This is good, and pleases God our Savior, who wants all men to be saved and to come to a knowledge of the truth. (1 Timothy 2:3-4)
These thoughts occurred to me in connection with the theoretical question, "Can a Jehovah's Witness (or, I suppose, someone in any other religion) be saved?" It is not my intention here to attempt to give a firm answer (as if one could even be given) or even express a firm and final opinion, but merely to raise and discuss some questions on the matter.
My first response to such a question would be, "I don't really pretend to know. God can, I suppose, save anyone He wants." But my thinking was drawn to the verse above in particular.
Now, leaving aside the first part of the verse, about God wanting all men to be saved, and the meaning of which is itself the subject of endless debate, what I wanted to do is to notice the parallel between the two concepts, that of salvation and coming to a knowledge of the truth. Obviously, there is a connection. To be saved somehow involves coming to a knowledge of the truth. More endless debate is possibly here about the "ordo salutis", the order of salvation, but at the very least, God tells us that salvation will involve our realizing certain truths of which we were unaware before our being reborn to this new life. The question is, as I entitled this post, how much knowledge of which truths is enough.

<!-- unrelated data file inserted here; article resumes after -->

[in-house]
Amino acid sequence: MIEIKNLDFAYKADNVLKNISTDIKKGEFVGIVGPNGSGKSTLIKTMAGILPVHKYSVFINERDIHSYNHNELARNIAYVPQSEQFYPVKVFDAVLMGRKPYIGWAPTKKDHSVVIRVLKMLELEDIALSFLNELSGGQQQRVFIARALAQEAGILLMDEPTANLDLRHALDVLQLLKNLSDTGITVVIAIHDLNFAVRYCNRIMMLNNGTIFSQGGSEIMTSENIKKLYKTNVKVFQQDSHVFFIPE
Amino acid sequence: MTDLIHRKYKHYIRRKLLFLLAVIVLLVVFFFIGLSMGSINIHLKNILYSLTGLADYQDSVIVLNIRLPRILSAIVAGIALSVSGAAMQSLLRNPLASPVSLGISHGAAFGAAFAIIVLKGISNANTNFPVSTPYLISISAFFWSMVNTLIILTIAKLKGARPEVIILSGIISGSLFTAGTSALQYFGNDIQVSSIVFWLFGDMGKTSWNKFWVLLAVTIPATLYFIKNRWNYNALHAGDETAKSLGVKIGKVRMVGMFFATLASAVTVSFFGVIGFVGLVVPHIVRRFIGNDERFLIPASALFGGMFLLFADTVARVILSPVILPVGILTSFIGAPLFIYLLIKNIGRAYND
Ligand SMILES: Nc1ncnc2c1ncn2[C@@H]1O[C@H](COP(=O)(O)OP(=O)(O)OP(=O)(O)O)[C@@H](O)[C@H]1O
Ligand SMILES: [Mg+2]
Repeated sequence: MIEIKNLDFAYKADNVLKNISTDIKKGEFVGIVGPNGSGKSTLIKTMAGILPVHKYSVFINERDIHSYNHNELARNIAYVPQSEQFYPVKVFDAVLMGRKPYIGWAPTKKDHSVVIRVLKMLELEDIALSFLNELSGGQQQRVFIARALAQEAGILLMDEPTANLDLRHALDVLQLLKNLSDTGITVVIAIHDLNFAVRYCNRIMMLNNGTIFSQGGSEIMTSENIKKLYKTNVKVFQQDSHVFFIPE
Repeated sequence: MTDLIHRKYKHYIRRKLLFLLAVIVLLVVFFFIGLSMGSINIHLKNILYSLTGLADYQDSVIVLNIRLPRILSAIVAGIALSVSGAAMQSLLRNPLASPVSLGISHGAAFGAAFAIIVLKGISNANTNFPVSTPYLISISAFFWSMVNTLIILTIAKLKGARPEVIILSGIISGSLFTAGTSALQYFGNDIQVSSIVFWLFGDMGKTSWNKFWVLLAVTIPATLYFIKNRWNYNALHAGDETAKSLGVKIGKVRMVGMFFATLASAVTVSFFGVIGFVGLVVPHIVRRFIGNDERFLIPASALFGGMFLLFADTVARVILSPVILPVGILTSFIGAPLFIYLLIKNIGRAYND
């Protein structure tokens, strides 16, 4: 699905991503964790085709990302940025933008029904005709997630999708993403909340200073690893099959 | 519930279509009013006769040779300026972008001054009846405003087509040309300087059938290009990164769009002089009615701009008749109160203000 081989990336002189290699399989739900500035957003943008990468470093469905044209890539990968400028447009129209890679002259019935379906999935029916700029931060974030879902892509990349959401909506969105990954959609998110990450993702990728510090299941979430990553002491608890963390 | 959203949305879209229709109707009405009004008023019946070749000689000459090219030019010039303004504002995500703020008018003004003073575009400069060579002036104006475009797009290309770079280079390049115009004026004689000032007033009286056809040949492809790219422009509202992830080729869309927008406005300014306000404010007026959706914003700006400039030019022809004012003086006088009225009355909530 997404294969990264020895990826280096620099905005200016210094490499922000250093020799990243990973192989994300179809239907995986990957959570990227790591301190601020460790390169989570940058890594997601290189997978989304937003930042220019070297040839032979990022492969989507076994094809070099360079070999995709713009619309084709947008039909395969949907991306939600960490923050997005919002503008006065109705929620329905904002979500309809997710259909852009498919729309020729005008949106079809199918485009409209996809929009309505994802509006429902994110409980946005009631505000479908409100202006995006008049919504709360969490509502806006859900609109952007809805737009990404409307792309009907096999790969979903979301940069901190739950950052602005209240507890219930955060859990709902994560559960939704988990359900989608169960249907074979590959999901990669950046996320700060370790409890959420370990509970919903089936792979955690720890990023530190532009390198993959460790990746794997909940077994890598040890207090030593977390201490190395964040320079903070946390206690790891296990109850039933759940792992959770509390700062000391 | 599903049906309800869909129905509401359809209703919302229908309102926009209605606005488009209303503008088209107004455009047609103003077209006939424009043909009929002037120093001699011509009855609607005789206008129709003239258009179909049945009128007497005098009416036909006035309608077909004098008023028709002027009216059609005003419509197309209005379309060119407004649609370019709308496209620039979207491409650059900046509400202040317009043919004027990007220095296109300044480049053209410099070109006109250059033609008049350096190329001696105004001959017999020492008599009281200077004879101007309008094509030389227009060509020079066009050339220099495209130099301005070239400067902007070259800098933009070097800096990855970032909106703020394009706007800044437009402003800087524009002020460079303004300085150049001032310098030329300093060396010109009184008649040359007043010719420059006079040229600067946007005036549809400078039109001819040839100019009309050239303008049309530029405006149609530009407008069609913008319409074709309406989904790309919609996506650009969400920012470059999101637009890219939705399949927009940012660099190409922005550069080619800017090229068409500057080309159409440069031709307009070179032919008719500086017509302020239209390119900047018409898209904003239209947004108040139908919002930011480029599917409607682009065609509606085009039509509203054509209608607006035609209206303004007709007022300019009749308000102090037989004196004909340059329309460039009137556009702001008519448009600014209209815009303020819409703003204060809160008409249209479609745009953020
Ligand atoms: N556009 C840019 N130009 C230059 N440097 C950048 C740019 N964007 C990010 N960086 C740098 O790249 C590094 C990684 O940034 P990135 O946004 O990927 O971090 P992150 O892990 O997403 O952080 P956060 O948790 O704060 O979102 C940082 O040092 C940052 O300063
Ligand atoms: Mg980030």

There is enough disagreement on certain matters of the Christian faith in any group of believers to make one wonder. It is not my intent to give an exhaustive list, but one of the areas where there seems to be one of the greatest variety of views, is in eschatology, or end times. Another area, with fewer views, perhaps, but no less firmly held, is in the matter of baptism (not whether baptism is commanded, it is, but in its manner and timing.) Now we are all indwelt and guided by the same Spirit, so how can we differ so greatly in these and other areas. It occurs to me that these areas must not be essential to our salvation, but secondary matters, no matter how passionately we may believe our own position to be correct.
But back to my original theoretical question, can a JW, for instance, be saved? Well, first, I would rephrase the question to be, "Can a person be saved and still retain the beliefs of the Jehovah's Witnesses?" And my short answer would be, "I don't think so." There are certain fundamentals that are so necessary to our faith that I believe their acceptance is a necessary condition of our salvation.
Again, not to attempt an exhaustive list, but one of these is the divinity of Christ, and consequently, the doctrine of the Trinity. In short, if Christ is not God, we are not saved, for the death of a mere man, or other created being, is insufficient to accomplish our salvation.
Another area a JW would have to change would be to fully accept the concept of salvation by grace through faith and not by our works, because if we think that in any way we can earn God's favour by our own strength or goodness, we diminish Him and place ourselves in some way in a position of equality, if not superiority, to Him.
These are just a couple of areas of my own thoughts on the matter, but in the end, all knowledge of truth comes from God anyway. Some of it He gives at the moment we are saved, and some is a learning process in our Christian growth.. In any case, He will make sure that we know what we need to know.